Chrysler Building owners list iconic tower amid increased competition, high costs
The owners of the Chrysler Building are putting the Manhattan landmark up for sale, the Wall Street Journal reported. The skyscraper is currently owned by Tishman Speyer and an Abu Dhabi government fund, both of whom hope the Art Deco office tower with draw international investors. CBRE will be marketing the building, according to the outlet. The Abu Dhabi Investment Council shelled out $800 million in 2008 for a 90 percent stake in the building. Tishman Speyer, meanwhile, poured $100 million into the tower for various improvements when it took it over in 1997. Their decision to sell comes amid “high costs and stiff competition from new towers,” the outlet reported. [TRD]

Brookfield Asset Management seeks $1B for Florida resort
The second-largest resort in South Florida has hit the market, and its owner could sell it for up to $1 billion, Bloomberg reported. Brookfield Asset Management plans to sell the Diplomat Beach Resort in Hollywood, a property only exceeded in size by the Fontainebleau Miami Beach. Brookfield subsidiary Thayer Lodging Group shelled out $460 million for the property — which includes 10 restaurants and 1,000 rooms — in 2014. Newmark Knight Frank and Hodges Ward Elliott are marketing the resort. [TRD]

Malibu rental market sees demand soar after Woolsey Fire
The fire that destroyed hundreds of homes in Malibu toward the end of last year has sent the area’s rental market into overdrive. Many of the residents who were displaced by the Woolsey Fire are now looking for temporary homes in the area, and owners are trying hard to meet the demand. In the month after Malibu residents were ordered to evacuate, 106 listings hit the market — a jump from the 18 new listings the month before the evacuation order went out, said Sotheby’s International Realty Malibu agent Mike Gardner, who noted that some owners are specifically opting to lease their properties in light of the demand. [TRD]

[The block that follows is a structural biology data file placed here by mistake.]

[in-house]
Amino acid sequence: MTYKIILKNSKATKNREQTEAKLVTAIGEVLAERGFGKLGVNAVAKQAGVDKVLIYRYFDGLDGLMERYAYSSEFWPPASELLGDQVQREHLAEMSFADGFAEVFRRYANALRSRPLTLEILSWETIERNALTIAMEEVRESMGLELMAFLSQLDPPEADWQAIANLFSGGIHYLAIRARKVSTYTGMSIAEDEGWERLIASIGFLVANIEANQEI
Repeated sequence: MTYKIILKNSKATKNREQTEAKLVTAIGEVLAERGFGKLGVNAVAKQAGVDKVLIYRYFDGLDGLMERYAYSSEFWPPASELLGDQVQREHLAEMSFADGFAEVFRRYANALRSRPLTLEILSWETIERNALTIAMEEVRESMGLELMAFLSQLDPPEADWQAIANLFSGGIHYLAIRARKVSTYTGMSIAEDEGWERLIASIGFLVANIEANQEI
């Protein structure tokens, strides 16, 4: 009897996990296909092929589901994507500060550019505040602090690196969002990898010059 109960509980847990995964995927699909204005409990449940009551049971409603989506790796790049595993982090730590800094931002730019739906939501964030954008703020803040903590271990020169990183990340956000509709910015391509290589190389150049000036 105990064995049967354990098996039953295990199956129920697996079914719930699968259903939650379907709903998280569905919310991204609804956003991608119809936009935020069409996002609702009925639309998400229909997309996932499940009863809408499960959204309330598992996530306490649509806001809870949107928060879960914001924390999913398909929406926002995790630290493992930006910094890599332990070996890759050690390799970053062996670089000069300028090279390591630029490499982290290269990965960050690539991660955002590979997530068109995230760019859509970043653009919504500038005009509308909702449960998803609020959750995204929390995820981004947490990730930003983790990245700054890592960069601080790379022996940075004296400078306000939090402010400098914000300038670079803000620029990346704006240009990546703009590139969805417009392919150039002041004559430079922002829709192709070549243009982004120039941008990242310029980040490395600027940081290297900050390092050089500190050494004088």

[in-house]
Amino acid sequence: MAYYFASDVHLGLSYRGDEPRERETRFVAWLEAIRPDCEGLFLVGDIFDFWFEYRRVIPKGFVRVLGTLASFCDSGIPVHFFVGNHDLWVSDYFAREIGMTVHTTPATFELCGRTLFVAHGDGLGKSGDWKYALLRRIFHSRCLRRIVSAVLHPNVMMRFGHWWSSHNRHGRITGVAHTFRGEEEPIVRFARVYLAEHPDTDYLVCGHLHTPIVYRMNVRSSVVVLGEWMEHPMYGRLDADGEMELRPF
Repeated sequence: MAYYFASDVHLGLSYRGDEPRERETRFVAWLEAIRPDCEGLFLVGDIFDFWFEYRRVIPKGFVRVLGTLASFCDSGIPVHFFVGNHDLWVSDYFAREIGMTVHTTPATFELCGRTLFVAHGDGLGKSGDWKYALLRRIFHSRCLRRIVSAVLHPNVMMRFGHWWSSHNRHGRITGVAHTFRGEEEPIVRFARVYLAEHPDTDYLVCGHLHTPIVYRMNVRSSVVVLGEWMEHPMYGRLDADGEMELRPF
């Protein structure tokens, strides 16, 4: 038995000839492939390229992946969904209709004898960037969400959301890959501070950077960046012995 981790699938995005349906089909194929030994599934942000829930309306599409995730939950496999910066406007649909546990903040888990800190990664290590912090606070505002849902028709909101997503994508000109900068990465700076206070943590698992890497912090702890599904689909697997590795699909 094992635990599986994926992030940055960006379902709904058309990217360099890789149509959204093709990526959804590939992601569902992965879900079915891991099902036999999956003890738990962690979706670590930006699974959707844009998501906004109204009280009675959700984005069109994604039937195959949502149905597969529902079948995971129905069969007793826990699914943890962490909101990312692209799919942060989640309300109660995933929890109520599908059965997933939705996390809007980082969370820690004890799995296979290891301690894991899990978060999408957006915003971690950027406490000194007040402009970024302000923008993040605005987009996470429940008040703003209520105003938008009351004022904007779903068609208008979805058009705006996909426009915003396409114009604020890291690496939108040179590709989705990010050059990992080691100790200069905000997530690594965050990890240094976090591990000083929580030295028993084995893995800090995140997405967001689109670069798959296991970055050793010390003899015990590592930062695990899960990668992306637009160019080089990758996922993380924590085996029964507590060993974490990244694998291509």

Rents dip, incentives surge as Seattle’s apartment inventory rises
Approximately 10.5 percent of the apartments in Seattle are currently vacant, compared to the end of 2017, when 9 percent of the city’s apartments were empty, the Seattle Times reported. Though the jump may not seem substantial, it’s indicative of the spate of construction the region has seen recently, according to the outlet. The ballooning bump in inventory has brought rents down and is pushing landlords to offer incentives ranging from Amazon gift cards to free months of rent and free parking. “I’ve been renting in Seattle since 2014, and this is the first time where I felt like I have negotiating power,” one renter told the newspaper. [TRD]

Silicon Valley neighborhood named priciest zip code in US
A neighborhood in Silicon Valley that doesn’t have any shops or restaurants topped PropertyShark’s list of the most expensive places in the U.S. to live last year. Atherton, located not far from Google and Facebook’s headquarters, had a median sales price of $6.7 million in 2018, noted the Robb Report. Oracle co-founder Larry Ellison and Stephen Luczo, executive chairman at Seagate Technology, are among Atherton’s current residents. Eighty-two of the 117 zip codes on PropertyShark’s list were in California. [TRD]

Mondelez International moving headquarters to Chicago
Food and beverage giant Mondelez International will move its global headquarters from the suburbs of Chicago to the Windy City itself. The company, which makes Chips Ahoy and Oreo cookies, Triscuit and Ritz crackers, Milka chocolate bars and other delicious items, is currently based in Deerfield, Illinois. Mondelez has now signed a long-term lease for 77,100 square feet of office space at a building in Chicago’s Fulton Market district. Uber Technologies, McDonald’s and Google are among several other companies that already have office space in the area. Thor Equities owns the building that Mondelez is moving into at 905 West Fulton Street. [TRD]